Battle Mountain soccer runs the table
GLENWOOD SPRINGS, Colorado ” A brick is a bad thing in basketball. A brick, however, can be a good thing in soccer.
Before Huskies girls soccer departed for Thursday’s game at Glenwood Springs, trying to become the first team in school history to finish a regular season 15-0, retired Battle Mountain teacher and coach Pat Phelan gave the team a pep talk.
“Mr. Phelan was telling us that anything we can set our mind to, and believe we can do, it can be done,” Huskies captain Emily LyBarger said. “He proved it by saying he could break a brick with his hand. And he did. If Mr. Phelan can break a brick with his hand, we can go 15-0.”
With a broken half of the aforementioned brick lying near their bench at Stubler Memorial Field in Glenwood, the Huskies did, in fact, believe and make history, dusting the host Demons, 4-0, for a 15-0 regular season.
“We made history today,” said Marisa Ammaturo, who had the team’s first two goals and was holding the brick after the game. “Kodak moment.”
At a school which has eight league titles in all between the boys and the girls, 15-0 means something.
The 2005 boys got to 14-0, but were upset at Summit in the regular-season finale. Last year’s girls team went 14-0-1 with a scoreless tie at Steamboat Springs. But there was nary a 15-0 team until Thursday.
“It feels amazing. I could say fabulous, but I feel like fabulous has been used too much,” LyBarger joked at her own expense. “It just shows we have come so far and how good of a team we are. Several people scored today. Jen(ny) B(anner), she played so well tonight. She had two big goals. Stephanie (Woodruff) made a great pass. Josie (Tuthill) played great on the right side. It was a team win. Maddie LyBarger was shutting down (Glenwood’s Chelsea Vallario) like nobody’s business.”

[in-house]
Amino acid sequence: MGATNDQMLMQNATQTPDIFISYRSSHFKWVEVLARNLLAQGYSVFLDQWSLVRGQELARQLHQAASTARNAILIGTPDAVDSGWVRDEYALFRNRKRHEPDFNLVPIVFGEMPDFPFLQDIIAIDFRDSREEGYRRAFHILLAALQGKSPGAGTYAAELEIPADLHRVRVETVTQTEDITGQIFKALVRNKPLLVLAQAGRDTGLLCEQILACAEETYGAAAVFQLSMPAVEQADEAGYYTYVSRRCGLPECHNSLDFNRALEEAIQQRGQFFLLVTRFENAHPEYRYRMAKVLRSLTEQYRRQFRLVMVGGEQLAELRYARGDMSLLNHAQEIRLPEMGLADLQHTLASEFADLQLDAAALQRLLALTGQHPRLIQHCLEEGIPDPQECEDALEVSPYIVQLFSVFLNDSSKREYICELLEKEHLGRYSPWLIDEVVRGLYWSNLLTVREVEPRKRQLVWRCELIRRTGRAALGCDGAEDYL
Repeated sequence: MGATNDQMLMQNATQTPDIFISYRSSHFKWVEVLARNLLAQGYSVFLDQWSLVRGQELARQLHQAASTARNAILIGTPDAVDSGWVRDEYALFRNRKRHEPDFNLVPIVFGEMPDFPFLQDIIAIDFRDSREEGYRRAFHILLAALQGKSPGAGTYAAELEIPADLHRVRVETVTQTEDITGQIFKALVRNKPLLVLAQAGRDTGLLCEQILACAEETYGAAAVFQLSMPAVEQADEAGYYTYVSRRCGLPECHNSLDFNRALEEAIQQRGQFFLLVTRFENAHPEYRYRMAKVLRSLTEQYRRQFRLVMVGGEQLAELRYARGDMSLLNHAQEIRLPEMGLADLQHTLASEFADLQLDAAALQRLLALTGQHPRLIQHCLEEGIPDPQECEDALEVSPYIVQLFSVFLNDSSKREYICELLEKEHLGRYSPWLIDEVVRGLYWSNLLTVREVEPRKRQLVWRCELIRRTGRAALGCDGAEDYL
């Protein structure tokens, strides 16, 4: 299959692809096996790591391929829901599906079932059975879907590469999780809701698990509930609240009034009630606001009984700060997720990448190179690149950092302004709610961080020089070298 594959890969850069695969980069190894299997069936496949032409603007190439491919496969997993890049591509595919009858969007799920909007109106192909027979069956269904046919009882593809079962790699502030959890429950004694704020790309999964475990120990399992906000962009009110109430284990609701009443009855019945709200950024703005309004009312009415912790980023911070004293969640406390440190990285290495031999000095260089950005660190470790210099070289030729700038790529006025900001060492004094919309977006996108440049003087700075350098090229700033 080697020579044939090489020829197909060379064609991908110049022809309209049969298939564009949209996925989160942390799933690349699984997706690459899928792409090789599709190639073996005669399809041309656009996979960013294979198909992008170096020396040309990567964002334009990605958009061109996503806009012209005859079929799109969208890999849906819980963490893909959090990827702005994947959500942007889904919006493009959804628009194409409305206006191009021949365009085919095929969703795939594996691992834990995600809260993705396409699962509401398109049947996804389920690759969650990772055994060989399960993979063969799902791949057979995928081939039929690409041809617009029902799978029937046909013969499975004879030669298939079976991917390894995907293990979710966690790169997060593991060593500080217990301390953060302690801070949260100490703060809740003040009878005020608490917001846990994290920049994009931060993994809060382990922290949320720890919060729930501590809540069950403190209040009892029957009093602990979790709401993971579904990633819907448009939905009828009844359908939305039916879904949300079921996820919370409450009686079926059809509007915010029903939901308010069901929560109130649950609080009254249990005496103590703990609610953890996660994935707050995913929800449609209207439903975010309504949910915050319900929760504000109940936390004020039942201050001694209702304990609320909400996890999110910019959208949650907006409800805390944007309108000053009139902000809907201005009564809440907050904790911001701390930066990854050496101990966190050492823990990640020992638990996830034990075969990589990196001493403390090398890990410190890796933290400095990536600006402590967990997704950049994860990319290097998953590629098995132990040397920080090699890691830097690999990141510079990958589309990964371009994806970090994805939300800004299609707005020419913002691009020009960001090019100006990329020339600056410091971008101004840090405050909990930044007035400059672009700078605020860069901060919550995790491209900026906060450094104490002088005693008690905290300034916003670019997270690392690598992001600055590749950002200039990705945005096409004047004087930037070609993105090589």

“We’ve had some quality kids come through this program. I think it’s a great achievement,” said Huskies coach David Cope, who’s coached Battle Mountain boys soccer since 1993 and the ladies since 2004. “Sort of halfway through the season, you started thinking, ‘Yeah, it’s a possibility.’ You see it throughout the league. Teams let down for one game and they come back and have the big win. This group of kids is a very competitive group, and that’s part of it.”
‘Not even fair’
It’s trite, but it was true. Win No. 15 of 2008 was a team effort. On a chilly day ” is this really May? ” with a light dusting of snow in Glenwood, Battle Mountain threw the house at the Demons.
All four goals were of a quality befitting a team going for a perfect regular season. In the 22nd minute, Josie Tuthill made a blazing run and crossed it to the box, where Ammaturo was waiting and one-timed it into the box.
Late in the first half, Kayla Telles, who wears No. 15, if one was looking for an omen, cracked a corner kick and Ammaturo again one-timed her shot into the top of the net.
“She blasted it in,” Lizzie Seibert said. “Not even fair.”
Ammaturo’s second just as the whistle blew likely was the crushing blow for Glenwood, but if the Demons were thinking about a comeback, Banner slammed the door shut.
Seibert fed the senior in the 61st, a nice historical touch on a day that the Huskies will remember for a while.
“It was great to see Lizzie set up Banner,” Cope said. “The Seiberts and Banners have known each other for a pretty long time. There’s a lot of history that went into that goal.”
For more recent followers of Huskies soccer, Pete and Tony Seibert and Andy Banner ” older brothers of the two ” all played for Cope in previous falls. The same goes for Woodruff, who had another solid game. She wears No. 20, the same number her brother, Chris, wore.